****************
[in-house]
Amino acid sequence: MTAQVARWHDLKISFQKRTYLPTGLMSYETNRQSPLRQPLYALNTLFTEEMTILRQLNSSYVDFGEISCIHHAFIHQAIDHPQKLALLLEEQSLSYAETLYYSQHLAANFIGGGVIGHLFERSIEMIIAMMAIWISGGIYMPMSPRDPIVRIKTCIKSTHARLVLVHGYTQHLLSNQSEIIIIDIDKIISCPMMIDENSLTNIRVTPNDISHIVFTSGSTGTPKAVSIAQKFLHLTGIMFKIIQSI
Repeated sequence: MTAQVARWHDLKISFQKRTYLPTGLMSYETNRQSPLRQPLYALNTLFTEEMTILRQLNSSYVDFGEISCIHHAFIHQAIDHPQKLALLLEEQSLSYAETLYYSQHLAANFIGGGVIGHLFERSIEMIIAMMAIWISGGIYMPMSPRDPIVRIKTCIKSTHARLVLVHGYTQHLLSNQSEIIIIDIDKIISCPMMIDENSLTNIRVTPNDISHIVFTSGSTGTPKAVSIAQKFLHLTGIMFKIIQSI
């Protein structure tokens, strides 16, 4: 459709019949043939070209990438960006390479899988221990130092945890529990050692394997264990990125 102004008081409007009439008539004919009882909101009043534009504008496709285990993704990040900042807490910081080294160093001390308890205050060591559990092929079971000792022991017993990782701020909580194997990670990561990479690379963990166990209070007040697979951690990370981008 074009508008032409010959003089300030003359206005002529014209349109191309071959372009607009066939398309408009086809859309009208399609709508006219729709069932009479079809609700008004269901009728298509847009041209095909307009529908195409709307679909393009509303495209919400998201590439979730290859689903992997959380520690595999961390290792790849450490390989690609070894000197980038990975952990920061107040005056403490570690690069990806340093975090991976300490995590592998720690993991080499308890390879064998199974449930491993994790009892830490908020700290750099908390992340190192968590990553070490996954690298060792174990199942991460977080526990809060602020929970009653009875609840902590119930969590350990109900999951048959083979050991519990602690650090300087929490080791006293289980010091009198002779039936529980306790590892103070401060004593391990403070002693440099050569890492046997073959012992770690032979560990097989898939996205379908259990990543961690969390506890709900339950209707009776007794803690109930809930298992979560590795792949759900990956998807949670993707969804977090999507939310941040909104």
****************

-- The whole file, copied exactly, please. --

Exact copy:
[in-house]
Amino acid sequence: MTAQVARWHDLKISFQKRTYLPTGLMSYETNRQSPLRQPLYALNTLFTEEMTILRQLNSSYVDFGEISCIHHAFIHQAIDHPQKLALLLEEQSLSYAETLYYSQHLAANFIGGGVIGHLFERSIEMIIAMMAIWISGGIYMPMSPRDPIVRIKTCIKSTHARLVLVHGYTQHLLSNQSEIIIIDIDKIISCPMMIDENSLTNIRVTPNDISHIVFTSGSTGTPKAVSIAQKFLHLTGIMFKIIQSI
Repeated sequence: MTAQVARWHDLKISFQKRTYLPTGLMSYETNRQSPLRQPLYALNTLFTEEMTILRQLNSSYVDFGEISCIHHAFIHQAIDHPQKLALLLEEQSLSYAETLYYSQHLAANFIGGGVIGHLFERSIEMIIAMMAIWISGGIYMPMSPRDPIVRIKTCIKSTHARLVLVHGYTQHLLSNQSEIIIIDIDKIISCPMMIDENSLTNIRVTPNDISHIVFTSGSTGTPKAVSIAQKFLHLTGIMFKIIQSI
């Protein structure tokens, strides 16, 4: 459709019949043939070209990438960006390479899988221990130092945890529990050692394997264990990125 102004008081409007009439008539004919009882909101009043534009504008496709285990993704990040900042807490910081080294160093001390308890205050060591559990092929079971000792022991017993990782701020909580194997990670990561990479690379963990166990209070007040697979951690990370981008 074009508008032409010959003089300030003359206005002529014209349109191309071959372009607009066939398309408009086809859309009208399609709508006219729709069932009479079809609700008004269901009728298509847009041209095909307009529908195409709307679909393009509303495209919400998201590439979730290859689903992997959380520690595999961390290792790849450490390989690609070894000197980038990975952990920061107040005056403490570690690069990806340093975090991976300490995590592998720690993991080499308890390879064998199974449930491993994790009892830490908020700290750099908390992340190192968590990553070490996954690298060792174990199942991460977080526990809060602020929970009653009875609840902590119930969590350990109900999951048959083979050991519990602690650090300087929490080791006293289980010091009198002779039936529980306790590892103070401060004593391990403070002693440099050569890492046997073959012992770690032979560990097989898939996205379908259990990543961690969390506890709900339950209707009776007794803690109930809930298992979560590795792949759900990956998807949670993707969804977090999507939310941040909104």